Frozen, meanwhile, is a Frankenstein's monster sewn together out of the corpses of more drafts than the David Lynch Dune, any one of which would've been a better movie. Its villain, who has absolutely no reason to exist and is not necessary for the plot, is not only the only person in a position of power who actually lifts a finger to help the people of their kingdom, he also makes his own plan more difficult (let that guy shoot Elsa and he just has to worry about finding and wooing Anna, which'll be easier she's grieving), just to fake out an audience he isn't supposed to know he has. It's also based on a story from the 1840s where a girl saves a boy, helped almost entirely by female characters, but sure Disney, keep pretending you improved on the source material.

    Frozen II is a sequel that nobody over the age of ten actually wanted, and its theme is hilarious hypocrisy considering Disney's concurrent pusillanimity RE: Hong Kong and the live-action Mulan (also Xinjiang but the Mulan star hasn't actually endorsed the Konzentrationslageraufseher there, like she did the HKPF's "fraternal assistance"). (One also wonders how it's received in, oh, say, Turkey, pretending for a moment that most Turks understand how that movie's theme could be relevant to them.)
  • Incidentally, Rapunzel's Tangled Adventure has characters who quite neatly slot into Pathfinder classes. Eugene's a rogue, of course, as are most of his social circle, but Lance is a bard (see the third season); Cass is a cavalier, Varian is an alchemist (duh), Adira is probably a cavalier too, Lord Demanitus was a wizard or possibly a summoner, and of course Mother Gothel is a witch. Rapunzel is a cleric, with the power of her hair being her channel energy ability; the Moonstone Opal is an artifact that switches her channel ability from positive to negative energy whether she wants it to or not. (I judge the quality of a fantasy show partly by whether it makes me want to play a tabletop game.)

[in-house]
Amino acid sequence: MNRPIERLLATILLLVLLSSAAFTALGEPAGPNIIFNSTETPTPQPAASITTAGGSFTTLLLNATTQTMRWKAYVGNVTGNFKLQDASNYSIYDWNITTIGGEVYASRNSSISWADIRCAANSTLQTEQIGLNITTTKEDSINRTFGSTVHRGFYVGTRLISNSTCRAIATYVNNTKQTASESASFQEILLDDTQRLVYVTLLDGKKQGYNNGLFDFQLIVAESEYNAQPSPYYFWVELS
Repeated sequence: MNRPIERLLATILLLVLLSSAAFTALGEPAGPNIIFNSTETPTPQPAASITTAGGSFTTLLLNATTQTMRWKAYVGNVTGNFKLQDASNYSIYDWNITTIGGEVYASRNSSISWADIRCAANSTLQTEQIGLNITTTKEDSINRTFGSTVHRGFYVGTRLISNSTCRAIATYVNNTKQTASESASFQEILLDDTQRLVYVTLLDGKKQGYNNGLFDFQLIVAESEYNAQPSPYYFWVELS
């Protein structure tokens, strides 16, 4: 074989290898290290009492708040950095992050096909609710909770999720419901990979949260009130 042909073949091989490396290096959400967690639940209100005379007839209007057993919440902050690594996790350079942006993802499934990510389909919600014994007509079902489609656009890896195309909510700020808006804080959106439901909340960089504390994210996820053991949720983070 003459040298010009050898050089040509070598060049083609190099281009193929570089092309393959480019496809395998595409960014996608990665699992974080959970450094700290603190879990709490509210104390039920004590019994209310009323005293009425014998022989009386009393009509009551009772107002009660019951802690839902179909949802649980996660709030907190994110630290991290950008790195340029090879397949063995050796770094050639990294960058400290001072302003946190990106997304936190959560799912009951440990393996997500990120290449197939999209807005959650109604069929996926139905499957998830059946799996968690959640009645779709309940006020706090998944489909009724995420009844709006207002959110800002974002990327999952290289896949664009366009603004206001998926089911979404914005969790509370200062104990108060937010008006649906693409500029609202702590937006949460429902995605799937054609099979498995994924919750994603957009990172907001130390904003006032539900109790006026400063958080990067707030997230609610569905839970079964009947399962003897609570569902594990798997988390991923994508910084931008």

• Watching Bokutachi wa Benkyô ga Dekinai (whose title means "We Can't Study" not "We Never Learn"), specifically the episode where Ururaka and Kirisu-sensei have that conversation in the locker-room about how Ururaka shouldn't worry about feeling nervous in her swim-meets, because she always will (Kirisu speaking from experience, having been a figure-skater), revealed something. Namely, though the Bechdel test is absolutely worthless for most purposes, it's actually a very valuable tool in evaluating, of all things, harem series. If a harem series doesn't pass the Bechdel test, it's probably too purely wish-fulfillment to be worth the time.

    The "test's" relevance to other genres is more variable, because the female characters may have other reasons for never having conversations about something else—if, for example, the major female characters know each other because their boyfriends/husbands are friends, they're not all that likely to talk about anything else. E.g. Kaya and Miho in Bakuman happen to have been school-friends before they got married, but if they weren't they would only know each other through their husbands; even as it is most of their conversations afterwards probably involve the topic of their husbands in heavy rotation, since almost every major event in both their lives has been related to those two and their manga careers. But in a harem series, where it's a given that the girls are there for the harem, if they can't have any other conversation then there probably isn't enough work put in.

    Also…does anyone apply a reverse Bechdel test to works for a female audience? (If you don't think it's an issue—that and a female version of everything feminists complain about in supposedly male-centered media—go read some shojo manga. Or josei. And then we can remind you of the only-qualified value of the test, because something like Dolls by Naked Ape passes the reverse-Bechdel with flying colors…because it's deliberate slash-ship bait. Just like how every yuri manga, for an audience so pathetic their masculinity is threatened by having a fictional dude be the POV-character who gets their wish-fulfillment harem, passes the original version.)